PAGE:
The red is a bit higher than the purple (well…below…) because I also needed *some* power to run the house even overnight.

I had screwed up twice because I’d told the battery to only discharge from 4.00am onwards, so between about 1.30-4am you can see those red downward spikes showing me importing power to deal with our energy demand (green upwards). Then from about 4am onwards, that disappears and we are running entirely from the battery since then (including now). Thus the battery level is slowly running down (top purple line).

The UX of the app is not amazing, hence my screwups, but I think I’m getting the hang of it now. You can see on the RHS of the chart some downwards purple and some upwards yellow. Yellow is the output of our solar panels, and for a period there it exceeded our energy usage, so the excess was dumped back into the battery. Working as intended!

You also get real time data like this:

This sort of thing can drive someone insane, because very often the numbers do not match up exactly, and you start to wonder if everything is broken. It isn’t, but you have to get your head around two concepts:

Firstly, the accuracy is not perfect. We do not have an export meter, so we are relying on some pretty rough measurements of power flows being detected by a loosely attached metal clamp on a cable. Thus you have to allow for a bit of a fuzz factor.

Secondly, the battery response is not instant, but has a slight lag. This is REALLY important, and can cause confusion. For example, say you are consuming 200w of power, and the battery is happily supplying 200w from power you saved up earlier. All is good. Then suddenly you switch a 2,000w kettle on. That power HAS to come immediately, and the battery is not set to do it, so for a few seconds, the extra 2,000w comes from the grid. The clamp detects this, tells the battery, and the battery ramps up to output 2,200w instead. Kettle finishes boiling, but the battery is still at 2,200w. The excess automatically flows to the grid. The clamp then detects that, the battery is told, and ramps down to 200w again.

That all sounds ok, but what it means is we briefly imported 2,000w from the grid, and then later briefly exported 2,000w as well. In the grand scheme of energy flows, its a minor deviation, but that is why there is not a perfectly flat line between 4am and now, with zero grid import or export. The import/export is VERY low compared to normal, but it still does happen.

If you have a smart meter in-home-display you will already be fairly familiar with this. In theory your TV will use maybe 200w for example, but you only need a helicopter to explode in an action movie, with a big loudspeaker-driving bang, followed by a loudspeaker-minimal silence, to see that the per-second power draw of almost everything is very, very variable.

I guess this is early home battery technology. Maybe eventually this sort of thing will be somehow perfect with sub-second response times. Maybe thats really hard on some components and electrically tricky. I don’t know, I’m just some guy with a battery in his cellar.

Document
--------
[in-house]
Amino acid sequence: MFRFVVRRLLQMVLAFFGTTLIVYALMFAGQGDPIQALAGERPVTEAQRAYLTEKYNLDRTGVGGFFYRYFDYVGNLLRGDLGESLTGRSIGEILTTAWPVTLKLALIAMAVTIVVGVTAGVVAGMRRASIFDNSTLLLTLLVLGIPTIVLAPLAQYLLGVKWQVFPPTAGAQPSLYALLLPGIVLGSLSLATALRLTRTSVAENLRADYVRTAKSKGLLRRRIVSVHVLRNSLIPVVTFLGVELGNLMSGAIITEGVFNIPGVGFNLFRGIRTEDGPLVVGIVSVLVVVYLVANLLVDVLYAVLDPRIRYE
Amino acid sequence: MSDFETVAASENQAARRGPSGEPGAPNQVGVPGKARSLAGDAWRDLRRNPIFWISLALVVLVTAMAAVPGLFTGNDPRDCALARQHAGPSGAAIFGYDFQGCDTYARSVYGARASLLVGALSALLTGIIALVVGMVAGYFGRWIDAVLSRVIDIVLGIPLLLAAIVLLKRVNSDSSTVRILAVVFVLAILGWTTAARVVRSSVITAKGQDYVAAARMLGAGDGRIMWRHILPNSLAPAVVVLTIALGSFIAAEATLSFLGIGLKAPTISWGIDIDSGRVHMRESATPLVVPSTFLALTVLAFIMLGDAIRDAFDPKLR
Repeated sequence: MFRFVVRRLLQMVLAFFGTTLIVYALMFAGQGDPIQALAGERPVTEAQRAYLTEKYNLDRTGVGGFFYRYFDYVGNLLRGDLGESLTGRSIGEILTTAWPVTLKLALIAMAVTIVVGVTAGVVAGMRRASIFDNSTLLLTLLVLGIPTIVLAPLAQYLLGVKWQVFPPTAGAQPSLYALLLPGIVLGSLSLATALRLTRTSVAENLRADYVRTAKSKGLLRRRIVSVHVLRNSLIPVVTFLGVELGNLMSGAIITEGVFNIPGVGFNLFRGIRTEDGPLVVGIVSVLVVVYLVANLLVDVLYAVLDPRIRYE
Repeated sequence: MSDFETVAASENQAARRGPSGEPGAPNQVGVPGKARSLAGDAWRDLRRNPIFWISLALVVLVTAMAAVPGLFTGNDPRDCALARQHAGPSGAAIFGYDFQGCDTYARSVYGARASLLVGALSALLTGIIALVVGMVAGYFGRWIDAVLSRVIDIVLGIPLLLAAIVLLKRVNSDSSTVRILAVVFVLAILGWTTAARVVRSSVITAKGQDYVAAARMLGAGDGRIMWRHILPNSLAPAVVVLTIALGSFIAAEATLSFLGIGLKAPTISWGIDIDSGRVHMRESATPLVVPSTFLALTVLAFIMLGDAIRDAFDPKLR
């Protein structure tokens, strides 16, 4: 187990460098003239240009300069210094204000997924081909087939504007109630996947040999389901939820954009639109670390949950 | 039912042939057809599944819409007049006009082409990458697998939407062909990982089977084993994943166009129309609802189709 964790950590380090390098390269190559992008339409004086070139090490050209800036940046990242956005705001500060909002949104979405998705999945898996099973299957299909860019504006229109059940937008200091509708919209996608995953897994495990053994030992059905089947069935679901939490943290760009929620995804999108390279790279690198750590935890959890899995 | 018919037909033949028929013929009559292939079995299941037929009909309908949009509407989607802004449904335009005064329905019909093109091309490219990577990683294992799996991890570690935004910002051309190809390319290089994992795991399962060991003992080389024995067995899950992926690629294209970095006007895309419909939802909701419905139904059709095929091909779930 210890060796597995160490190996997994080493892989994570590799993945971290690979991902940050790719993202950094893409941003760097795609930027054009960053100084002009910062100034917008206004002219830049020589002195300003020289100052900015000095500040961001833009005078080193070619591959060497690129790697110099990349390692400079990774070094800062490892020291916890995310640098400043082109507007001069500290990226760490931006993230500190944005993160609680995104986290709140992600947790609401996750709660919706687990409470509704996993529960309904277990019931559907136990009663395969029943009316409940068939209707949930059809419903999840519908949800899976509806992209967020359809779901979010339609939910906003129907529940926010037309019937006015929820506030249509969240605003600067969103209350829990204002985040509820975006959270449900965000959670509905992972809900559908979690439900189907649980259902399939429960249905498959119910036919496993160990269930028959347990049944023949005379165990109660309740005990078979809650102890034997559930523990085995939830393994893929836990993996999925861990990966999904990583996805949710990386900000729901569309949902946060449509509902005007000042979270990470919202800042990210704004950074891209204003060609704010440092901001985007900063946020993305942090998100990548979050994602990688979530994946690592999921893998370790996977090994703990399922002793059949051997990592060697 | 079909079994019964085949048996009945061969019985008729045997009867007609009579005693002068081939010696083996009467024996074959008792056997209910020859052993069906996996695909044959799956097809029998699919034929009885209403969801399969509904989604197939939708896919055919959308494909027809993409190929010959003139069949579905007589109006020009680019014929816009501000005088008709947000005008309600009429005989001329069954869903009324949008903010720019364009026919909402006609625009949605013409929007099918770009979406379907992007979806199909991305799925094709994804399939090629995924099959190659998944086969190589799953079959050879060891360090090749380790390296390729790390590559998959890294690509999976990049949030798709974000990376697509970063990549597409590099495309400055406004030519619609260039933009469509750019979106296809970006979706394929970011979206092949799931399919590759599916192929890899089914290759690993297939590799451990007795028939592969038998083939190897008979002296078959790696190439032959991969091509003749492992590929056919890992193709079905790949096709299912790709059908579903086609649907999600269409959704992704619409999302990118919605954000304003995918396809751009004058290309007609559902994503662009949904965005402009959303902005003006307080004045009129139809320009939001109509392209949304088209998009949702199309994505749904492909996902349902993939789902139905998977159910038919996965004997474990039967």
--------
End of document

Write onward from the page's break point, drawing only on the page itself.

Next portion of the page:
You *can* wire a battery to be a backup situation if your home loses power due to a cut. We did not do this. Initially I had been told this could be done. I was then told that it can only be done for certain circuits in the house. I was THEN told it means adding yet another fusebox, at which point I bailed. Our kitchen already looks like a nuclear power control room.

One of the undiscussed issues with home battery as backup power is that the actual output RATE from a battery is quite low, in this case 3KW. 3KW is a lot, until you have a router, 3 wireless boosters, a TV, streaming stick, home theater unit and a subwoofer plugged in… and then turn the kettle on. Basically you run out of headroom, and things will start cutting out. Home batteries are great, and can provide a lot of power, but the big old electricity grid can deliver 100 amps at 230v and thats a lot of juice. If you want to be able to power everything, including kettle + electric cooker and also charge a car and do everything else all at once, you need some serious big-ass inverter, and frankly, powercuts here are rare enough that I decided to just not care.

I will do (inevitably) another post in a week or so, when I have long term data, and the energy bills to prove it. I’m still in the exciting early days of trying to find an excuse to go get something out of the freezer (also in cellar) as an excuse to gawp at my battery…

For those curious, the total installed cost was £5600 plus vat @20% £6720.

2 thoughts on I finally have a home battery!

  1. Thanks for sharing this in such detail – especially the price! It seems to be the one key detail people miss out when talking about this. Currently eyeing up the same battery to go alonside adding solar to the home in an effort to reduce the idiotic bills for our energy.

    Out of interest with your solar did you only get panels that were south facing, or did you just go all in and put them everywhere? I know they arent as efficient here in the UK but figured for the slight extra cost it might just be worth it to cover both sides, especially in a semi where you’ve not got a huge amount of roof space to play with.

  2. We only have 10, super old now (11-12 years), schuco MPE 215 PS05 215watt modules, but retrofitted with solar edge & new inverter.
    Ours are ground mount (click tbhe solar category on the blog to see all posts about them). We have an old house and arent allowed to have roof mount ones :(
    TBH east/west facing is fine, but any north facing panels are pretty much useless, not worth doing even in the southernmost part of UK.

    I really want to find some excuse to replace our old rubbish 215w polycrystaline ones with nice new modern black monocrystalline higher output ones!

Comments are currently closed.